Contractor Relations & Disputes

1.         Do not sign the contractor’s proposal.
2.         Have an attorney prepare anything larger than a nominal contract.
3.         Make sure any conflicts of interest are fully disclosed and acknowledged in writing.
4.         Review the contract’s termination language carefully – how do you get out if you have to
5.         Keep current proof of insurance on file.
6.         Communicate dissatisfaction in writing.
7.         Terminate the contract according to the contract’s termination provision.
8.         Do not hire a replacement contractor until the old contractor is terminated.
9.         Keep the money if performance has been unsatisfactory.
10.        Advise your attorney of any dispute early.
11.        Bite back if you have a claim against the contractor.
12.        Preserve all evidence if possible.
13.        Notify your insurance carrier of damage, dispute and/or lawsuit.
14.        Get signed release agreements before paying anything toward disputed sum.

We are regularly asked how Associations can save money on attorney fees.  Some argue: “go with an hourly agreement, that way the Association can control the attorney’s work.”  Others might argue: “flat-fee retainer agreements are best; budgeting will be easier.”  Still others might say: “a contingent fee arrangement is best, that way the Association won’t have to pay unless the attorney wins.”

While these answers and others may be right in certain circumstances, the real answer, sure to save attorney fees in virtually every Association, is: “Hire strong management, pay fair management fees and use management personnel properly.”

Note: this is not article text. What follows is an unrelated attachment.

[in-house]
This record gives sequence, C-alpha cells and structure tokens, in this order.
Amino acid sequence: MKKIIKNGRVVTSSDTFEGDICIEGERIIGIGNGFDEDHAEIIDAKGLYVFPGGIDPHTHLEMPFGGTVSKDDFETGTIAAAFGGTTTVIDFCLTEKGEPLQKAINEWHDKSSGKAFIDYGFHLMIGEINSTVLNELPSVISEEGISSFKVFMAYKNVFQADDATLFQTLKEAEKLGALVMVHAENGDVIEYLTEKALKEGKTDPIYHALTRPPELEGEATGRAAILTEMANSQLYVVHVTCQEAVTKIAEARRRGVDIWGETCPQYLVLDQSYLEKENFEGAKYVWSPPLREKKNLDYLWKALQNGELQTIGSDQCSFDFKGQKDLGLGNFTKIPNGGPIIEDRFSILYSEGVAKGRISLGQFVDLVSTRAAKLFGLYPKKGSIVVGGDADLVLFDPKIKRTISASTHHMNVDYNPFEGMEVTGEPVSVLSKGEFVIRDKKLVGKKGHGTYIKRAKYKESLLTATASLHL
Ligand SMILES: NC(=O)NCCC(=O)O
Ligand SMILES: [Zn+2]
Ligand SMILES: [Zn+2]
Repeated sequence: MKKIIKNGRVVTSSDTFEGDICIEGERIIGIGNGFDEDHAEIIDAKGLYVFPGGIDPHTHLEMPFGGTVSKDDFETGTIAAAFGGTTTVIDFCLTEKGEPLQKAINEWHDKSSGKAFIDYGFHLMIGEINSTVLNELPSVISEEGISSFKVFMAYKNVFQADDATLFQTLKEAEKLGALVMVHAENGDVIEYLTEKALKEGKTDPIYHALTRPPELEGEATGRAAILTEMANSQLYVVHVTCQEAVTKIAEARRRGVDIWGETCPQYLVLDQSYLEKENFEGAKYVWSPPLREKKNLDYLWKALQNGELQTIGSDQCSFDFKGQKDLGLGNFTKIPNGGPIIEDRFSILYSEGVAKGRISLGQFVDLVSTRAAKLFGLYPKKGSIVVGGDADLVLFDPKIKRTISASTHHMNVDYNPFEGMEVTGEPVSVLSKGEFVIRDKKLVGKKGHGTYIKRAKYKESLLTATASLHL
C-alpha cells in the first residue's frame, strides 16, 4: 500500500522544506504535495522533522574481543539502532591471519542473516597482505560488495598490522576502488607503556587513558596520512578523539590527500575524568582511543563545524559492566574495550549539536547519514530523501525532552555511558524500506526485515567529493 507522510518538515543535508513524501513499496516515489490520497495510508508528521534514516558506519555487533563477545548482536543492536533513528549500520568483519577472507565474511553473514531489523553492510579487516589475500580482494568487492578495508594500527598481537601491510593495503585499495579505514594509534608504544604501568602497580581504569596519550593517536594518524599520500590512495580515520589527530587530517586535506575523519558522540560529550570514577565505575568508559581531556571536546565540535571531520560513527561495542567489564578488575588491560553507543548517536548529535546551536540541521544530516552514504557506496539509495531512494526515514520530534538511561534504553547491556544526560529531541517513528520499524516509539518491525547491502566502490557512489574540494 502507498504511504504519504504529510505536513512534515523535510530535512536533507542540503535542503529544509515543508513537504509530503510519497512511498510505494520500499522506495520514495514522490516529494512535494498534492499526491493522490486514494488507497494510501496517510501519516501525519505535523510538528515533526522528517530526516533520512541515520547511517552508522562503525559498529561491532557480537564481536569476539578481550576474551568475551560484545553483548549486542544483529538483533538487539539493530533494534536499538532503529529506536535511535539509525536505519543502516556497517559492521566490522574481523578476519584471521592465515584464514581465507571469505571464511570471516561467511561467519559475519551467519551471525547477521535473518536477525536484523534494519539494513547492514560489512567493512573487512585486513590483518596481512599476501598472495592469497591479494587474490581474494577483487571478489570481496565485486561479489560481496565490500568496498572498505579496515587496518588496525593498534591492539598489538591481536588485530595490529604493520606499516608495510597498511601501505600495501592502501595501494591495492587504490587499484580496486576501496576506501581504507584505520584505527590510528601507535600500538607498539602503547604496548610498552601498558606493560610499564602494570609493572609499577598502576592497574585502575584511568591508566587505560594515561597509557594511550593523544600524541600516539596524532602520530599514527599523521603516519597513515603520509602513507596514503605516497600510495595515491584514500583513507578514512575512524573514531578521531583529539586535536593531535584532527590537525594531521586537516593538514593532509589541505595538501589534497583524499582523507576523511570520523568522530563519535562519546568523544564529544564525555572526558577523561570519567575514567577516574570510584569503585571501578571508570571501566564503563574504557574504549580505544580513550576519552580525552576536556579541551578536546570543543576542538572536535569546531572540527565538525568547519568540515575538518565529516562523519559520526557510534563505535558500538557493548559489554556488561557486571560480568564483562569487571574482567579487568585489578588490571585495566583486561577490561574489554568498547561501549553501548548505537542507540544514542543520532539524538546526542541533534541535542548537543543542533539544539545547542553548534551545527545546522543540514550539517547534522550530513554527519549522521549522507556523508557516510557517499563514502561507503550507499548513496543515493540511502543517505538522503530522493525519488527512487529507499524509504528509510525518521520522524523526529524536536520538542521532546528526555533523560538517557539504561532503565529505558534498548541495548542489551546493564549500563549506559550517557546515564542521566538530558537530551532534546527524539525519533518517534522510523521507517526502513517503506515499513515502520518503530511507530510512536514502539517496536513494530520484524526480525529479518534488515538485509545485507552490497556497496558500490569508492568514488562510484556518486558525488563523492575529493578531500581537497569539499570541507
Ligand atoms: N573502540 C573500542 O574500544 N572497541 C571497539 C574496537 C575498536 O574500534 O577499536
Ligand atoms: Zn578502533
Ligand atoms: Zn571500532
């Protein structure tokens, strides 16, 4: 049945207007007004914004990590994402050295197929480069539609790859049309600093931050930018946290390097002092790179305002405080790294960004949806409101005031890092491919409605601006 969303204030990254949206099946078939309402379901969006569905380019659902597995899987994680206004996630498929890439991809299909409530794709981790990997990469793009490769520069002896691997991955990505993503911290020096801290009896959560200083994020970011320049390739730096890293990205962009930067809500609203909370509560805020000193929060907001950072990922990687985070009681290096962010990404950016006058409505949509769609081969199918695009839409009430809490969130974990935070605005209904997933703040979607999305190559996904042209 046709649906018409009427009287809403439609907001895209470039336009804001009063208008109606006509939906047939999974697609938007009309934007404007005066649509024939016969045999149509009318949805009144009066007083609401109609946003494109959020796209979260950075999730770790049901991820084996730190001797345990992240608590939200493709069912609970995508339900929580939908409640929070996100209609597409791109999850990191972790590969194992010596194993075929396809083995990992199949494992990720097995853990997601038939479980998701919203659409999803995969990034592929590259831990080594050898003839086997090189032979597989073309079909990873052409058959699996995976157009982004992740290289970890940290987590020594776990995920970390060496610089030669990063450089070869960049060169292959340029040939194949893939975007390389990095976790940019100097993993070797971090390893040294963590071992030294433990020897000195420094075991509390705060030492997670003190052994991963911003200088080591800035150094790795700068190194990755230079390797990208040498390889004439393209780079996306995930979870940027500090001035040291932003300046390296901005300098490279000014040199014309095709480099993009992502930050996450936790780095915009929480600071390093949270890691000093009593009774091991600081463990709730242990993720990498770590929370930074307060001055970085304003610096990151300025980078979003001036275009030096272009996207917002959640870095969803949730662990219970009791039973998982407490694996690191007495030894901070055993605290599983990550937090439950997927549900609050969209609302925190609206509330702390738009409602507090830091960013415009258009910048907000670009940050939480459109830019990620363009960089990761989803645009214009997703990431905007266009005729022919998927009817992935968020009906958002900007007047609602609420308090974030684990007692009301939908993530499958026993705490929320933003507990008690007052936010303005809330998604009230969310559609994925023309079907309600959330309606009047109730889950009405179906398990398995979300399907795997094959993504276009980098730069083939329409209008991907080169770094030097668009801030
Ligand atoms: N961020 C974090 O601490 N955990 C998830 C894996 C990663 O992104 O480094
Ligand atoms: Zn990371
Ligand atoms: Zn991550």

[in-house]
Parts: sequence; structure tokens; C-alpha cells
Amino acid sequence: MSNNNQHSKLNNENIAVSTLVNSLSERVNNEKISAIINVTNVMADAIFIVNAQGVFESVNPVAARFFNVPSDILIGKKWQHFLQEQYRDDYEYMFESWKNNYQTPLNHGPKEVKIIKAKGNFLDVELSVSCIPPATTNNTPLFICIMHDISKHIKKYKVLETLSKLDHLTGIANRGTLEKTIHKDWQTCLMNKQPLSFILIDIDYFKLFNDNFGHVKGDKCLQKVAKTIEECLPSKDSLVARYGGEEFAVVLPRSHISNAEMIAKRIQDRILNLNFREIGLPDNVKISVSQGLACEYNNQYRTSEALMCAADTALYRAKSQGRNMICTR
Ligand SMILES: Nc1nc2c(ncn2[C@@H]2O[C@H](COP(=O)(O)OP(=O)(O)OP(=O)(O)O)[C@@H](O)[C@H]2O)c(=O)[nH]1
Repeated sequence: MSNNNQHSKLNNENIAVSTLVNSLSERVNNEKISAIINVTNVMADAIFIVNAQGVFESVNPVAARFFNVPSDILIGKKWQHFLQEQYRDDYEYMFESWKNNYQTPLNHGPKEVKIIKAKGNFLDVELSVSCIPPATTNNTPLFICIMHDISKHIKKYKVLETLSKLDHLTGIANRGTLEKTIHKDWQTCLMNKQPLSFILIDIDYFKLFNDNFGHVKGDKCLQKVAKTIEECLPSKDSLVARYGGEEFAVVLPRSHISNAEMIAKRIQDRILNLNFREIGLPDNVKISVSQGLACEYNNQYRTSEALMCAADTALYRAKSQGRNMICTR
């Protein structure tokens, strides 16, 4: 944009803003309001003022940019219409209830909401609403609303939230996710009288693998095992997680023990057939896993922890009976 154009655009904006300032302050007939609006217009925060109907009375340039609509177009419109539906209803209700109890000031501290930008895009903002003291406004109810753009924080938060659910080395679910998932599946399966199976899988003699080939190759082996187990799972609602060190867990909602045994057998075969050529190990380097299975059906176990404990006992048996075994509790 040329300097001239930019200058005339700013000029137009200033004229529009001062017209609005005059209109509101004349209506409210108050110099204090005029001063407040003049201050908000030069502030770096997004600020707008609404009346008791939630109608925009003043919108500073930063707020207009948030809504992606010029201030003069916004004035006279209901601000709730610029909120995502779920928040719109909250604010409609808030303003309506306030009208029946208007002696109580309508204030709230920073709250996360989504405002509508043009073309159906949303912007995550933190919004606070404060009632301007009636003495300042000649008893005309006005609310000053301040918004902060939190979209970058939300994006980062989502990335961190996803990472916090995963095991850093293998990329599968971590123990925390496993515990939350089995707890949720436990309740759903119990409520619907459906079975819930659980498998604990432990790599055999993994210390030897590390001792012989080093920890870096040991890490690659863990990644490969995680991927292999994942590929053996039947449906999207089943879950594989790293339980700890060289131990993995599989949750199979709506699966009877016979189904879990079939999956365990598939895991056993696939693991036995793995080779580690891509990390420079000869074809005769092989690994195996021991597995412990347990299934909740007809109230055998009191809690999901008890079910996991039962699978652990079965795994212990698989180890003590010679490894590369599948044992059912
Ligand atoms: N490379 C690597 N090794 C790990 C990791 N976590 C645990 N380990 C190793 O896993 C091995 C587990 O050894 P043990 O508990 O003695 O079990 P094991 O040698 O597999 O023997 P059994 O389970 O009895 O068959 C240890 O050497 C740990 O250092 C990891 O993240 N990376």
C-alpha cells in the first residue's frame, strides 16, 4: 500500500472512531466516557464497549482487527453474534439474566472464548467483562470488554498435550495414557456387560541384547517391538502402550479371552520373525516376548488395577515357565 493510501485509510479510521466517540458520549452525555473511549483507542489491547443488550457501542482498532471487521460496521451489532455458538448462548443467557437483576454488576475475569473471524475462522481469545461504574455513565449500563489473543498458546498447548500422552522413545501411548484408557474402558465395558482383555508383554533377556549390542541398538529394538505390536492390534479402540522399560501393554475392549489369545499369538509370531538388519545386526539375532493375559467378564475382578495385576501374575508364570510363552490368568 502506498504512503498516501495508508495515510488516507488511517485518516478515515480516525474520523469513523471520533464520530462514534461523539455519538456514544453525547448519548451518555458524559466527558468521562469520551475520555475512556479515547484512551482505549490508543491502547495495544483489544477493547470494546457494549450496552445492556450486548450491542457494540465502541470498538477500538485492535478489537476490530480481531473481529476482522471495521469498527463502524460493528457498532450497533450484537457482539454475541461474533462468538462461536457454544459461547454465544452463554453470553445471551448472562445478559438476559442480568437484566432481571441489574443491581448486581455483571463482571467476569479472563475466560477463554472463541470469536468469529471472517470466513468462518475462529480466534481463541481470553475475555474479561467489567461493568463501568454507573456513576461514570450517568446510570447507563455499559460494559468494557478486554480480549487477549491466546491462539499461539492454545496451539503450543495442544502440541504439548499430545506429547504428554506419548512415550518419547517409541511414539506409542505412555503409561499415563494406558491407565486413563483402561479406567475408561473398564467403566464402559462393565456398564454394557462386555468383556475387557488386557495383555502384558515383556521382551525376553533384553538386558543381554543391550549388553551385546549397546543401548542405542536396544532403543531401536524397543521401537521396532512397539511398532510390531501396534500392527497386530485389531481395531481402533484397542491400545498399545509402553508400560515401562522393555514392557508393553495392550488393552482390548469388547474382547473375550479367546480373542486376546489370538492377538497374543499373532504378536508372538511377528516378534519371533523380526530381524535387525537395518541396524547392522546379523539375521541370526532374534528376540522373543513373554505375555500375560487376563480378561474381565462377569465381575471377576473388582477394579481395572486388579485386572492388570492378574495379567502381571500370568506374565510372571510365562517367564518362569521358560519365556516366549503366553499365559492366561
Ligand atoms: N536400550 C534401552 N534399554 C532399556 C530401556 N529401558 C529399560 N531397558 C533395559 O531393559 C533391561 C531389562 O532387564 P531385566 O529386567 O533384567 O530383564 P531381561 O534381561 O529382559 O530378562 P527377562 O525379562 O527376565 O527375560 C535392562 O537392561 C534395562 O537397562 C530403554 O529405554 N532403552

Seems like a simple answer but, counterintuitively, at a time when few manager resumes are circulating, management fee proposals are bent on a race to the bottom.  I do not know what is driving this. Board demands?  Desire for market share?  Ability to sell ancillary services?  Increased technology usage?  A combination of these factors?  Regardless, isn’t it a matter of pay management today or pay way more in legal tomorrow?  Worse, isn’t it a matter of pay management today or pay way more in legal, audit, engineering, contractors etc. tomorrow?

Experienced, trained and dedicated managers are effective.  Among many other things, they help with risk management and insurance; specifications, bidding and moving projects forward, managing the budget, collecting delinquent fees, managing personnel, maintaining books and records, resolving disputes, etc., etc.

Failure to properly deal with risk management leads to more insurance claims.  Failure to properly deal with insurance claims means coverage denial.  Failure to properly deal with specifications, bidding and project management leads to flawed projects, cost-overruns and lawsuits.  Failure to properly budget and collect Association fees leads to lack of reserves, special assessments, large increases, borrowing and collection lawsuits.  Failure to properly manage human resources leads to unnecessary costs, work not getting done and lawsuits.  Failure to properly maintain books and records leads to an inability to manage, member suspicion and lawsuits.  Failure to promptly address disputes leads to lawsuits.

We do not own a management company, but we work with most of them.  Associations should be keenly aware that the management fee supports the manager and much more.  When considering a management company proposal, the cost should be one selection factor but not the primary factor.  We perform great legal work and appreciate Associations paying our legal fees, but we encourage Associations to hire strong management, pay fair management fees and use management personnel properly.